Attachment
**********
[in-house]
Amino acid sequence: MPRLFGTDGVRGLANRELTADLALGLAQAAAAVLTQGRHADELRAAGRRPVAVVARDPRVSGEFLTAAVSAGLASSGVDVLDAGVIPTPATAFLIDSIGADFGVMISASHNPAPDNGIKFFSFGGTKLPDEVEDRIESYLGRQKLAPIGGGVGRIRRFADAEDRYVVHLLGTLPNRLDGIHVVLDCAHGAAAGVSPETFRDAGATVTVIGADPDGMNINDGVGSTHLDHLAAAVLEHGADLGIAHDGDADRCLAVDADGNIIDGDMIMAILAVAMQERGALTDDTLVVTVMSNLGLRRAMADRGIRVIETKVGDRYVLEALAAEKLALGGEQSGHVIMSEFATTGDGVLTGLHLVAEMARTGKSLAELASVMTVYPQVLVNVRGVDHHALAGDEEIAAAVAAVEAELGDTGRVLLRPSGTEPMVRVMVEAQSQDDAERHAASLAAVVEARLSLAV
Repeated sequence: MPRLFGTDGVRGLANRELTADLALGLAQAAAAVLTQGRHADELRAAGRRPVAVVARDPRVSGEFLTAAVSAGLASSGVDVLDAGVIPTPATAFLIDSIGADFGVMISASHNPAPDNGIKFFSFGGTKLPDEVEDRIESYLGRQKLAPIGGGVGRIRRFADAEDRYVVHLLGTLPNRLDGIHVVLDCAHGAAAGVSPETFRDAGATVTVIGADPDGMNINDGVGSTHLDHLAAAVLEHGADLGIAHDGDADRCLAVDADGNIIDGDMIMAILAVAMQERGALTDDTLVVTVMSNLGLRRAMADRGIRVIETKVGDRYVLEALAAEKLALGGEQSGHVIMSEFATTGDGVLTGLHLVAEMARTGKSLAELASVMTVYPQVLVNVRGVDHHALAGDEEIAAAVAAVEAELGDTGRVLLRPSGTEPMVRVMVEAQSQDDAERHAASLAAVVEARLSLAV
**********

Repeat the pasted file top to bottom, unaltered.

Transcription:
[in-house]
Amino acid sequence: MPRLFGTDGVRGLANRELTADLALGLAQAAAAVLTQGRHADELRAAGRRPVAVVARDPRVSGEFLTAAVSAGLASSGVDVLDAGVIPTPATAFLIDSIGADFGVMISASHNPAPDNGIKFFSFGGTKLPDEVEDRIESYLGRQKLAPIGGGVGRIRRFADAEDRYVVHLLGTLPNRLDGIHVVLDCAHGAAAGVSPETFRDAGATVTVIGADPDGMNINDGVGSTHLDHLAAAVLEHGADLGIAHDGDADRCLAVDADGNIIDGDMIMAILAVAMQERGALTDDTLVVTVMSNLGLRRAMADRGIRVIETKVGDRYVLEALAAEKLALGGEQSGHVIMSEFATTGDGVLTGLHLVAEMARTGKSLAELASVMTVYPQVLVNVRGVDHHALAGDEEIAAAVAAVEAELGDTGRVLLRPSGTEPMVRVMVEAQSQDDAERHAASLAAVVEARLSLAV
Repeated sequence: MPRLFGTDGVRGLANRELTADLALGLAQAAAAVLTQGRHADELRAAGRRPVAVVARDPRVSGEFLTAAVSAGLASSGVDVLDAGVIPTPATAFLIDSIGADFGVMISASHNPAPDNGIKFFSFGGTKLPDEVEDRIESYLGRQKLAPIGGGVGRIRRFADAEDRYVVHLLGTLPNRLDGIHVVLDCAHGAAAGVSPETFRDAGATVTVIGADPDGMNINDGVGSTHLDHLAAAVLEHGADLGIAHDGDADRCLAVDADGNIIDGDMIMAILAVAMQERGALTDDTLVVTVMSNLGLRRAMADRGIRVIETKVGDRYVLEALAAEKLALGGEQSGHVIMSEFATTGDGVLTGLHLVAEMARTGKSLAELASVMTVYPQVLVNVRGVDHHALAGDEEIAAAVAAVEAELGDTGRVLLRPSGTEPMVRVMVEAQSQDDAERHAASLAAVVEARLSLAV